Senate Majority Leader Harry ReidHarry Mason ReidMcConnell not yet ready to change rules for Trump nominees The Hill's Morning Report — Sponsored by CVS Health — Trump’s love-hate relationship with the Senate Trump to press GOP on changing Senate rules MORE (D-Nev.) on Monday said $3 trillion of the U.S. budget deficit was caused by tax cuts to the rich under the Bush administration. 

Reid made the comment in floor remarks in which he welcomed President Obama's plan to raise taxes on the wealthy to help reduce the deficit.

"More than anyone else, these millionaires and billionaires benefited from Bush tax cuts and contributed $3 trillion to our deficit, to help plunge this nation into a financial hole," Reid said on the Senate floor. "A balanced approach to reduce our deficit means those who have benefited the most from policies that created our deficit should also help solve our deficit."

Reid added that the plan is a "concrete strategy" that "calls on those who have benefited from the tax policies that sunk this country deeper and deeper and deeper into debt to help get us out of this debt."

Obama on Monday sent up his detailed plan for reducing the deficit, which includes proposals to close tax loopholes and impose a "Buffett rule" that says people earning $1 million a year or more cannot pay a smaller percentage in taxes than average Americans. Reid said Americans "believe that many of the richest few should pay more, and one of the richest of all, Warren Buffett, agrees."

"Warren Buffett believes it's unfair that he pays a lower income tax than his secretary," the majority leader said.

Republicans continue to reject the idea that tax hikes are a way to address the deficit, given the detrimental impact on job creation they said these taxes would have.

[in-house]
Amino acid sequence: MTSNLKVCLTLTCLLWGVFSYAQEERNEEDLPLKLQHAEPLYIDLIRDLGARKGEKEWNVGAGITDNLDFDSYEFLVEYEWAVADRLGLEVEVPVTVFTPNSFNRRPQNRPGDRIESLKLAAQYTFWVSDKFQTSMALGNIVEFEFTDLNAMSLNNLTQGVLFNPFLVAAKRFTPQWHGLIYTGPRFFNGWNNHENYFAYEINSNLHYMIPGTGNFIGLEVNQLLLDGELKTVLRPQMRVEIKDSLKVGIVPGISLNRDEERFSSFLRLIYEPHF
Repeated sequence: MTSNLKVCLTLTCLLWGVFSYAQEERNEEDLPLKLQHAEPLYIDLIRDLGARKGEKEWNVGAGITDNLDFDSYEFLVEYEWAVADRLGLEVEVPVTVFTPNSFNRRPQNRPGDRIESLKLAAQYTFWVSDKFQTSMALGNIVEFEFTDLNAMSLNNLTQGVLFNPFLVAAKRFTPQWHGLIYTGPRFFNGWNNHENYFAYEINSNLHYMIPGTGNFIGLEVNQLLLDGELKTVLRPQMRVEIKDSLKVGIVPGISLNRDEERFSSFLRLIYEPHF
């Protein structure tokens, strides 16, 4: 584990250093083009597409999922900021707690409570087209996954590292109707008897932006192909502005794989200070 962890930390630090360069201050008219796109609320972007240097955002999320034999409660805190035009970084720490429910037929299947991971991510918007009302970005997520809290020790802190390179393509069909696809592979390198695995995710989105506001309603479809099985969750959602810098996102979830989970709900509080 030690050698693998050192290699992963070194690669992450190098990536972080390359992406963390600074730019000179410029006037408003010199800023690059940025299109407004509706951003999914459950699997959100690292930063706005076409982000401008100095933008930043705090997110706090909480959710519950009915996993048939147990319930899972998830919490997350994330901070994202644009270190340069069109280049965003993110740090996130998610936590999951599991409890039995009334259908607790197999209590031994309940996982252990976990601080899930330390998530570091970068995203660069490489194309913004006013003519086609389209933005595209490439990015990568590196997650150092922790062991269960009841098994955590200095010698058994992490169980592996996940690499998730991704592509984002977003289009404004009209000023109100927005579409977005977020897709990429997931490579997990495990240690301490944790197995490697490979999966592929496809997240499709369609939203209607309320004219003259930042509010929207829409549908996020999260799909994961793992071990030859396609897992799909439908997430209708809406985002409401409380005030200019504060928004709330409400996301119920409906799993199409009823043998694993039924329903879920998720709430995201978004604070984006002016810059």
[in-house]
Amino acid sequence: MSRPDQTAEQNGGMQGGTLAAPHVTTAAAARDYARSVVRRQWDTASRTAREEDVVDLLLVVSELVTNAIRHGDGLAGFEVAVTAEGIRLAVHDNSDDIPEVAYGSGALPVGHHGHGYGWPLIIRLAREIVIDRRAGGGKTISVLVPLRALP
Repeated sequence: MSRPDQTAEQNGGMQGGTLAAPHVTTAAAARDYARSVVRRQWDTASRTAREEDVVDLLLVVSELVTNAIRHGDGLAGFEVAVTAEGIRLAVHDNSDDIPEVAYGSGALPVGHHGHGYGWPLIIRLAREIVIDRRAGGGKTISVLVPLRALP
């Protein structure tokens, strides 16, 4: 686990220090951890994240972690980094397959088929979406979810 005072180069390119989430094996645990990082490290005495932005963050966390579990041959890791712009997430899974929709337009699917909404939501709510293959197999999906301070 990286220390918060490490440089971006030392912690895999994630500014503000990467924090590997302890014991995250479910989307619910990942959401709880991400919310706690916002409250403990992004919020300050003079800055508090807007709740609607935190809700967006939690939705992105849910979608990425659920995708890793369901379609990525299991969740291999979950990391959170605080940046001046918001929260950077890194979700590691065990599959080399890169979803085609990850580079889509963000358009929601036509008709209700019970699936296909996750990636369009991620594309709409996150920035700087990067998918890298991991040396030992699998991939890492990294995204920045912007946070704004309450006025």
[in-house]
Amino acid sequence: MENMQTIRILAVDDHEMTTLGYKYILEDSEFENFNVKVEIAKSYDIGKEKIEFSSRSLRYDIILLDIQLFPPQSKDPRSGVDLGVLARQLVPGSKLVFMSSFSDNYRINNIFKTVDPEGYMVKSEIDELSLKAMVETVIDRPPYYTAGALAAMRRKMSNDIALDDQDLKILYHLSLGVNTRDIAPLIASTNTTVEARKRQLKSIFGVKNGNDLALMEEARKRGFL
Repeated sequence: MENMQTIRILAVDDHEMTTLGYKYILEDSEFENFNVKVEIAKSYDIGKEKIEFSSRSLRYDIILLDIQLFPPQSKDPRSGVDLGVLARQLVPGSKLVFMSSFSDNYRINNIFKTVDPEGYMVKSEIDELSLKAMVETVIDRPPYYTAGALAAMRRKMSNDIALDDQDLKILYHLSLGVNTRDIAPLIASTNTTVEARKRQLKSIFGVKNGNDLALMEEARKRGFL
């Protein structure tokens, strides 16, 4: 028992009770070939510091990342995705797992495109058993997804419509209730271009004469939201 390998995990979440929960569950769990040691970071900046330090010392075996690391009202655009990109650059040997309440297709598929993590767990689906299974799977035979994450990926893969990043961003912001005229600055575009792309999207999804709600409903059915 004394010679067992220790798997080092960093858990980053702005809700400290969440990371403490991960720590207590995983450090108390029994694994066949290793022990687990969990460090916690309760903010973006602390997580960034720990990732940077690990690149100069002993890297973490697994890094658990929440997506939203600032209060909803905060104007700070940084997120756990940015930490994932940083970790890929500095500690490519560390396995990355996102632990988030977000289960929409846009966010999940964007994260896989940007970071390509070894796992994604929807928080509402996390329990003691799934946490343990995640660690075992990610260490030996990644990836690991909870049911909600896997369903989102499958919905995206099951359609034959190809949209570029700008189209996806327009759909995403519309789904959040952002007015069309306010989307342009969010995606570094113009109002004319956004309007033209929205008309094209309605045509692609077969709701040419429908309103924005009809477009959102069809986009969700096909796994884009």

In his opening remarks on Monday, Reid said the Senate would take up a bill offering 129 countries duty-free access to the U.S. market under a bill renewing the Generalized System of Preferences (GSP) program. But he also said the Senate must attach Trade Adjustment Assistance (TAA) legislation to that bill to help workers who have lost their jobs to international trade.

The Republican-controlled House has already passed a GSP bill without any TAA renewal. But Reid blamed Republicans for failing to embrace TAA, which he said is making it harder to move on three pending free-trade agreements with Colombia, Panama and South Korea.

"It's unfortunate that my Republican colleagues who say they care so much about free trade have prevented three such agreements from moving forward because of objections to this Trade Adjustment Assistance legislation," Reid said.

"As we struggle to rebound from the worst recession in generations, it's unthinkable that we would abandon hard-working Americans who lost their jobs through no fault of their own," he added. "The Trade Adjustment Assistance legislation provides the lifeline they need to get back on their feet."

Republicans have pushed for passage of the three trade deals first, in particular since the president himself has repeatedly stressed the need to finalize those agreements.